Your work intends to use movement as a “catalyst for a more empathetic digital world.” Can you elaborate on how movement, specifically through artistic expressions like dancing, fosters empathy in your view?

I think dance is a deeply empathetic form of art. Dancers have to understand the character they are playing. They have to identify with a story or message and decide how to best convey an emotion using only movement, gestures, and expressions. On the other hand, the viewer can feel, and move, through watching a dancer.  In film, camera movement and composition choices also help evoke emotions.

The world had always been lacking empathy and compassion, but it was never so digital. If people wanted to experience something, they would need to go to a certain place at a certain time without being imposed on to do so. Assumably, they would be well and in good shape.

In a digital-driven world, we are all performers, storytellers, and filmmakers. In my opinion, we, as brands, can use dance, cinematography, and digital media to shape more empathetic visual messages for those who need them. If we see this as an opportunity, then we’ll be able to reach a wider and more universal audience.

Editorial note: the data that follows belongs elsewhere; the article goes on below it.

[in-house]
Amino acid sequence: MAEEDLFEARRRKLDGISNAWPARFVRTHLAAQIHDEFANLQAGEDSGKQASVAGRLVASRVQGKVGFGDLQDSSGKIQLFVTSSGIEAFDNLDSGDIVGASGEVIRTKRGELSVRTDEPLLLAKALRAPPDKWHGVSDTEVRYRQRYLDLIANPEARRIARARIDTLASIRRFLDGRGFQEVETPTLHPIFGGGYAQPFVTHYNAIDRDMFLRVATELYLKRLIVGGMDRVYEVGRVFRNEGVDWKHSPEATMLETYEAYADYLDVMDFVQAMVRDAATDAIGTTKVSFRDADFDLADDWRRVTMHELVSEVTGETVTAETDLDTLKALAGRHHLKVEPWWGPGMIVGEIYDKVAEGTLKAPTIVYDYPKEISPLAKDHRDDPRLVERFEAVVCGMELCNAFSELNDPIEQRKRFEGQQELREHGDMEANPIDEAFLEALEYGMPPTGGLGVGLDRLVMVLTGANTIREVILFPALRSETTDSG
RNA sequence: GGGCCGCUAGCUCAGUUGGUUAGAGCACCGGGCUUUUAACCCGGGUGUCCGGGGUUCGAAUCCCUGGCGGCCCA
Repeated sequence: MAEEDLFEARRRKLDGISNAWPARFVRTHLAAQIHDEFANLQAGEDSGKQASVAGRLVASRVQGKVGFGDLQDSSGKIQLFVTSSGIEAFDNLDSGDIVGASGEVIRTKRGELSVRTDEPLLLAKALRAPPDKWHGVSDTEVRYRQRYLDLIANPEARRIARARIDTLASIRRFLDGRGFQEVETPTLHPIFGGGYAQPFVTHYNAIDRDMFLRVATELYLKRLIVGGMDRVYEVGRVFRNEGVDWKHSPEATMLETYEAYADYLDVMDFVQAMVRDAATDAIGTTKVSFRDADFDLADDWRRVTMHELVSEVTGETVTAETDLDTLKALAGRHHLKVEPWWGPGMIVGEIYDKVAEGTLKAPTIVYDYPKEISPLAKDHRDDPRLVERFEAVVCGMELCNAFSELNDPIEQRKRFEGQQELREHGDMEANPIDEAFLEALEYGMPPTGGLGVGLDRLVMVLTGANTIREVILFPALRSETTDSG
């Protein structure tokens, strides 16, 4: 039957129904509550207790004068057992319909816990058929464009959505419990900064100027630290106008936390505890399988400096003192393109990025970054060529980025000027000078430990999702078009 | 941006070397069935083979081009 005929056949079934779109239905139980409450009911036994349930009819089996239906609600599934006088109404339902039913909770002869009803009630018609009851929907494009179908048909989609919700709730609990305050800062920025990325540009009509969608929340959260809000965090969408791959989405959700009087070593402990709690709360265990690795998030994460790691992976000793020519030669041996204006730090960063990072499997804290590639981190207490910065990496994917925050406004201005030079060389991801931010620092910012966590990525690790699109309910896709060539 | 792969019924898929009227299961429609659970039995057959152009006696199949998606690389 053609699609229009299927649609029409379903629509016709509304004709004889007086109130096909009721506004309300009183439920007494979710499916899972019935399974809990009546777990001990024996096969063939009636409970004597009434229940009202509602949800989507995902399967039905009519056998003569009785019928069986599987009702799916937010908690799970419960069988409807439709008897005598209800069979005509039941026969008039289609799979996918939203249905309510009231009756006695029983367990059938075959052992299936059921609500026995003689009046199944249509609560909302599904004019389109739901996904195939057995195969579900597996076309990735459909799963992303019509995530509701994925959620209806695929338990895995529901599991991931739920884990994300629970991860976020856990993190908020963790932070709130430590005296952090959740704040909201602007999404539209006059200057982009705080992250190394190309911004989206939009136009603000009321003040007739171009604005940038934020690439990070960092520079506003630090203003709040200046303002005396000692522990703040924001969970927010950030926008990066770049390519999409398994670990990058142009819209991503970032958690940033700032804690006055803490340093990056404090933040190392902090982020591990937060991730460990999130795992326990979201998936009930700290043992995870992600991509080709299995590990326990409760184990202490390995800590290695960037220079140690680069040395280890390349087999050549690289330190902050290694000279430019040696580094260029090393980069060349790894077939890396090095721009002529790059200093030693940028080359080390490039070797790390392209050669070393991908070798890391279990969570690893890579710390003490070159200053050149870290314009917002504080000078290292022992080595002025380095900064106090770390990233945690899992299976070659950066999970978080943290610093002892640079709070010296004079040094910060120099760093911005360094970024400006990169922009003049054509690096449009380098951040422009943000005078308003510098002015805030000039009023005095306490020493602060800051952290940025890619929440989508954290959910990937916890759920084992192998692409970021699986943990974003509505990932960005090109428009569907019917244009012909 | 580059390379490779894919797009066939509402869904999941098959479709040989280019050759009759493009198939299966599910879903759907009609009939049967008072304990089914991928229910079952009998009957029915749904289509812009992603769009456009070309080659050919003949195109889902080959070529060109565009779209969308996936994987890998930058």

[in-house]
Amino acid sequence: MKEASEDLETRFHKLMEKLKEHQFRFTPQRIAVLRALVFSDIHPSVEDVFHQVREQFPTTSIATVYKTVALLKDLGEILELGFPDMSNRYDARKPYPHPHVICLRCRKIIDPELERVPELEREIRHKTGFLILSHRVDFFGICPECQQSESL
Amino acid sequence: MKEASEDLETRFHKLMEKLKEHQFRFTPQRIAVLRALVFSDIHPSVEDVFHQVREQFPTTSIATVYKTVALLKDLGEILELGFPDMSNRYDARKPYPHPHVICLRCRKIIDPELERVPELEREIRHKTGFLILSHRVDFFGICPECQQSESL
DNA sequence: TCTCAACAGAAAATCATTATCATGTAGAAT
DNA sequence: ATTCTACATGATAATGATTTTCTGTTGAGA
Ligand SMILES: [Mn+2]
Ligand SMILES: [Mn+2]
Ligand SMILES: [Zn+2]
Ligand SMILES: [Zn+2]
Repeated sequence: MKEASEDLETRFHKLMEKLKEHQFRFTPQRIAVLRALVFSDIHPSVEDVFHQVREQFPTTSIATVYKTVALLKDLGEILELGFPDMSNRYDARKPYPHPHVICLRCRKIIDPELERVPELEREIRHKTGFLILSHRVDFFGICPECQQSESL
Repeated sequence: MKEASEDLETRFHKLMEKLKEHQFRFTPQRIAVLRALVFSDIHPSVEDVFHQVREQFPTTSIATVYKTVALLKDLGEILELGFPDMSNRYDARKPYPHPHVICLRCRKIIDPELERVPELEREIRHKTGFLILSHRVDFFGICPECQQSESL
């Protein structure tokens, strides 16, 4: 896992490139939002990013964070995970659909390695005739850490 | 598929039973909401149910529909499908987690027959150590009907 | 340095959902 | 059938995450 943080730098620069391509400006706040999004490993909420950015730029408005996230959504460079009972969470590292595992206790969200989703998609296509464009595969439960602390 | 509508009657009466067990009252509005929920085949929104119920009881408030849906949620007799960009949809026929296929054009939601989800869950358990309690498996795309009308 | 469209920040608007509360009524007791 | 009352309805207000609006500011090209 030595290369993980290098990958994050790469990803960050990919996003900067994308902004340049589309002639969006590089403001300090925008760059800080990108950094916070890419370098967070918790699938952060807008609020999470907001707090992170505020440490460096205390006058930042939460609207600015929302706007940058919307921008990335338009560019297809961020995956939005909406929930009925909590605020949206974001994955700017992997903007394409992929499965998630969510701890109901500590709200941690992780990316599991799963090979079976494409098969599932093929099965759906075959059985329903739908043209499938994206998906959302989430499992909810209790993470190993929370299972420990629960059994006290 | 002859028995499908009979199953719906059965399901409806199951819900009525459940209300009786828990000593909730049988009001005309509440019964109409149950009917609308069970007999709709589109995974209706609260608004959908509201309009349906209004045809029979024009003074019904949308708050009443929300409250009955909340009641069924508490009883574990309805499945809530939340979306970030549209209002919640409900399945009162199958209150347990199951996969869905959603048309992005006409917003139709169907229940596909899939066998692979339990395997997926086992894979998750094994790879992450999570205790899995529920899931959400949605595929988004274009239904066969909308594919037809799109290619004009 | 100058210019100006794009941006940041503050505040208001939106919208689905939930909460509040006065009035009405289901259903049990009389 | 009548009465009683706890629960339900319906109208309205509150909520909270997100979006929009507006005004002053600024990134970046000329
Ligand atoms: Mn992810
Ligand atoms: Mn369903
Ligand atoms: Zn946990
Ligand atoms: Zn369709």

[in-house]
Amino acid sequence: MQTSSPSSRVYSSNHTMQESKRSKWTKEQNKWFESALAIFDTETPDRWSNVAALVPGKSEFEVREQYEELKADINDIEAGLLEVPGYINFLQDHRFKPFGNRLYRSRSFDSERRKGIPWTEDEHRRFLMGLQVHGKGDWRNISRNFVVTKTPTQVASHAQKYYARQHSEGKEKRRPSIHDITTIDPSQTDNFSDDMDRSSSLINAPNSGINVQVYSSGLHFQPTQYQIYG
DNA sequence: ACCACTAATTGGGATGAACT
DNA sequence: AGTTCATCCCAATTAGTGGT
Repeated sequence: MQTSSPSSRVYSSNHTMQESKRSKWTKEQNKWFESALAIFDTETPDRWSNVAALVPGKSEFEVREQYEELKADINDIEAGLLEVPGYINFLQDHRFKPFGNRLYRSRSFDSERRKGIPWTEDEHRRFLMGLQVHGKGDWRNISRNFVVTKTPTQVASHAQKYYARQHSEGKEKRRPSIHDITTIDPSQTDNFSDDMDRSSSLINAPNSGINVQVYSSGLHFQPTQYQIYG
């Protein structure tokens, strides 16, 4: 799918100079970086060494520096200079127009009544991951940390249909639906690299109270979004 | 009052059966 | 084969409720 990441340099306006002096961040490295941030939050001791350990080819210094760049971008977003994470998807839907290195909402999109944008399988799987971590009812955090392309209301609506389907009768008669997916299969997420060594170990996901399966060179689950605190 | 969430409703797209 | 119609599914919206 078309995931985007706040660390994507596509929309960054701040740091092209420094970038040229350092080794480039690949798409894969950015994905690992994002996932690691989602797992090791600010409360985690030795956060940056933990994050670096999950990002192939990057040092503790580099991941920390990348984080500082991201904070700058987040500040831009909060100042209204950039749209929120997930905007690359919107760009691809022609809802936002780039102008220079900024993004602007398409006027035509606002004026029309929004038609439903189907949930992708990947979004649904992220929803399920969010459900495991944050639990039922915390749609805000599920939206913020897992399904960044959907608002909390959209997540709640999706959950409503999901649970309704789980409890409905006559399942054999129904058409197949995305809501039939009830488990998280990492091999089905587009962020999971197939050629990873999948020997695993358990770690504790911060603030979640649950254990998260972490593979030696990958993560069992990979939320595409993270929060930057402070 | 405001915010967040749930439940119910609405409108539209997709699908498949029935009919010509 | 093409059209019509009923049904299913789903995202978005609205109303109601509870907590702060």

With the rise of AI and a “robotic-becoming” society, you emphasize the importance of human connection. How do your artistic projects like “PivoT,” your new EP, act as a counterpoint to this trend?

I think the project is very eclectic, unconventional, and experimental. It is a form of expression that comes from a human before being assigned to a genre or even being categorized as music. While it is like the purest form of art, I tried to polish it in a way that it would become listenable to anyone without losing its originality. The symbolism behind each track is human-centric. In the end, it is an ongoing experiment for me, so I anticipate more tangible results in the future.